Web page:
Media promotion of Mo’ne Davis shameless
Wlliam C. Kashatus
Philadelphia Daily News
August 27, 2014
Not long ago the media focused attention on professional athletes. Sometimes there was adulation, more often, criticism. That’s acceptable considering that pro athletes earn handsome salaries, and the best ones, millions of dollars. They are also adult entertainers who are paid to play sports.
But over the last few decades, the media has also placed college and high school athletes in the fishbowl. Coverage goes beyond their performance on the playing field, too. Off-field behavior, personal life and legal issues are also fair game, though the negative coverage of these adolescents is questionable because they are still considered amateur athletes.
With their shameless promotion of Mo’ne Davis, however, the media has crossed the line into irresponsible journalism. It is treating Taney’s 13-year-old pitching ace like a pro athlete and, in the process, placing the burden of high expectations on her and polluting the spirit of Little League Baseball. To be sure, Miss Davis is not just another Little Leaguer. She is only one of 12 girls who’ve ever competed in the Little League World Series, and the only one to throw a shut-out. She’s an exceptional pitcher with a 70 m.p.h. fast ball and a delivery, baseball acumen and poise reminiscent of major league hurlers. But she is still a child who plays the game for sheer enjoyment; not a salary.
Since Taney captured the Mid-Atlantic Regional title on August 10, though, Davis has garnered constant media attention. She’s appeared on the front page of most daily newspapers across the nation. ESPN and several other TV outlets have interviewed her countless times.
She’s been tweeted by the First Lady, several celebrities and even the head coach of the University of Connecticut’s Women’s Basketball team — once he learned of her ambition is to play at his school – and been credited with giving Philadelphia sports fans something to cheer about in the midst of the Phillies’ pathetic losing season, and with “uplifting” the nation in the wake of the Ferguson, Mo., riots.
But the most shameless press occurred when Sports Illustrated placed the youngster on the cover of its August 25 issue with the title: “MO’NE, REMEMBER HER NAME.” Those are tremendous expectations to place on a 13-year-old girl, or boy, for that matter. She has enough pressure on her competing on an international stage, where we’ve already seen kids break down and cry in pressure situations. Miss Davis certainly didn’t need a national magazine to predict a remarkable future for her.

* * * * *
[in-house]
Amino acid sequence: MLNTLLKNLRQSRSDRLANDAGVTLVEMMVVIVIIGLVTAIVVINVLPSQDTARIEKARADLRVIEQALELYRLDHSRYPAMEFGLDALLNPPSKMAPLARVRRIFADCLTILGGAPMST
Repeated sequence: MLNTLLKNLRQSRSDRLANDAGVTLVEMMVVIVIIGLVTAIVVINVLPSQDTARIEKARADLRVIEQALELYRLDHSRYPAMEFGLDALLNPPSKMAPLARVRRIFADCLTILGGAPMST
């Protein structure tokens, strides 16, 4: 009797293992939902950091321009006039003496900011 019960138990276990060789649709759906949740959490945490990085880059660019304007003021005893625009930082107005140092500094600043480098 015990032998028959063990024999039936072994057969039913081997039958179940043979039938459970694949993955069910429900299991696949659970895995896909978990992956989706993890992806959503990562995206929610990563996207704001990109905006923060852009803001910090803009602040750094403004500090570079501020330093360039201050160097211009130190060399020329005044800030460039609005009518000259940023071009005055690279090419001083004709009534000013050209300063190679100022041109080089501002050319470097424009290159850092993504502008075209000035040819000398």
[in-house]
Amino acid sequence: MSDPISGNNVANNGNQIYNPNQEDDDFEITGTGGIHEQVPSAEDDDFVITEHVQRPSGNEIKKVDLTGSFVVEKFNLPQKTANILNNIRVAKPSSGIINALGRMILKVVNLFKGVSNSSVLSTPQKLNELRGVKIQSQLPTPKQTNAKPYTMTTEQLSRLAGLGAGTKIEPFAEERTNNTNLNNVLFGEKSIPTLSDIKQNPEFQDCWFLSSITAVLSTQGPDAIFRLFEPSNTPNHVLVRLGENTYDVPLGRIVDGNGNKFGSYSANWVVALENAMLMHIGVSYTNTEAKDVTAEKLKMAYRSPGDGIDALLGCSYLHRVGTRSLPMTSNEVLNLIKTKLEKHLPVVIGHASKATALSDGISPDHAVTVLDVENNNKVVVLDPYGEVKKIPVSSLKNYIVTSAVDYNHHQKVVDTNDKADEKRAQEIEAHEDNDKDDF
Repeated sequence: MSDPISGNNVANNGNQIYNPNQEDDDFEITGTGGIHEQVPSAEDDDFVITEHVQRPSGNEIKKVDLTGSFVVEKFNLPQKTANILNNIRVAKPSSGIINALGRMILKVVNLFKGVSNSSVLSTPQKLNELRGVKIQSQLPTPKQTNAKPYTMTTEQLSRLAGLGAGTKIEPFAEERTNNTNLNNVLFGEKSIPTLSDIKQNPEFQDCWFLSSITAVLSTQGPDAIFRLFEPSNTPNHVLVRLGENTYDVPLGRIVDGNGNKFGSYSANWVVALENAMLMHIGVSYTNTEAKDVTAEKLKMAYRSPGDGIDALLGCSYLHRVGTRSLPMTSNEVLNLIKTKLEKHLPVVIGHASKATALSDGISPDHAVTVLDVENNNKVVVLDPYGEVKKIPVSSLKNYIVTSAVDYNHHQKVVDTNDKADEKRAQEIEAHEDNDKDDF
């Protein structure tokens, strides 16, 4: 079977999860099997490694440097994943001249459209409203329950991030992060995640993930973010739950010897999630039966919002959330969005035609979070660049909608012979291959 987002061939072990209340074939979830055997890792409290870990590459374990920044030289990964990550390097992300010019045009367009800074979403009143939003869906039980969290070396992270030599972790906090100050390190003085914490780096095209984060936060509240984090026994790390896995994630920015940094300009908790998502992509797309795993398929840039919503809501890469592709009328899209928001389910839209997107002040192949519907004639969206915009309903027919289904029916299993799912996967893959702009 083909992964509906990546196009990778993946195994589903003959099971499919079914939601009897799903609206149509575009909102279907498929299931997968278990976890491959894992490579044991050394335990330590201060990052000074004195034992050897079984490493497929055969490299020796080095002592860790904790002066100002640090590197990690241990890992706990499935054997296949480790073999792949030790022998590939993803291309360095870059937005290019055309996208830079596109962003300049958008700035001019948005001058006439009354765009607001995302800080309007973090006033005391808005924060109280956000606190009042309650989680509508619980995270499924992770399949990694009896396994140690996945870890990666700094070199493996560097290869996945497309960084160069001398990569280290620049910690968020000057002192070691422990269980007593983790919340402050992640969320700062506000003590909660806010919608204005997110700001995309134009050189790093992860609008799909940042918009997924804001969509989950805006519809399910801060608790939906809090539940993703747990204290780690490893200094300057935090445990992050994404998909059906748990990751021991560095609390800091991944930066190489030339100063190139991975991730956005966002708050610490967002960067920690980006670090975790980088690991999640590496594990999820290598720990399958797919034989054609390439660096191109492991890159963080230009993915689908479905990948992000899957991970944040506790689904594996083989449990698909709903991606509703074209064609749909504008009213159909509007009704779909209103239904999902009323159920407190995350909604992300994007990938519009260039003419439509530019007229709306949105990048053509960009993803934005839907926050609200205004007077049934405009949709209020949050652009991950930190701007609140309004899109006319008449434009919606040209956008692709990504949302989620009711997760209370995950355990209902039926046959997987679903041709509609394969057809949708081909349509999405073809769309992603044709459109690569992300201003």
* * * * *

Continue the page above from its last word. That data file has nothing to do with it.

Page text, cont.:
Those kinds of senseless predictions don’t take into account the physical maturation or physiological and psychological changes that take place in adolescence. In fact, the overwhelming majority of kids who played in the Little League World Series do not go on to careers in Major League Baseball, either because they lose interest or the ability to compete at a higher level.
Some of those kids who do pursue a pro sports career crash when they realize they can no longer compete because they never bothered to explore other interests. So, no one knows for sure what will happen in Mo’ne’s future.
By focusing almost exclusively on Miss Davis, the media has also polluted the spirit of Little League Baseball, which emphasizes teamwork; not individual performance. There are 200,000 Little League teams around the globe. Only 16 of them reach South Williamsport. All sixteen deserve special attention as they represent the very best teams worldwide.
Taney’s story is especially fascinating. Granted a Little League charter just two years ago, the 12 youngsters hail from different social and economic circumstances. Some were part of the Anderson Monarch’s team that traveled across the nation a few years ago playing other teams and learning about the history of Negro League Baseball. As a team they represent what all of us – white and black – would want for our own children. Even Mo’ne realizes that.
After defeating Nashville, Tennessee, 4-0, in the first round, sportswriters smothered her with questions about individual performance. “It’s not just about me,” she said with a maturity beyond her 13 years. “It’s about the whole team.”
Perhaps that’s Mo’ne’s saving grace – she’s a pretty grounded kid with many interests. Nor do her future plans include baseball; basketball is her game.
Too bad the media doesn’t exercise the same kind of wisdom when they cover exceptionally-talented youth.
Shame on them.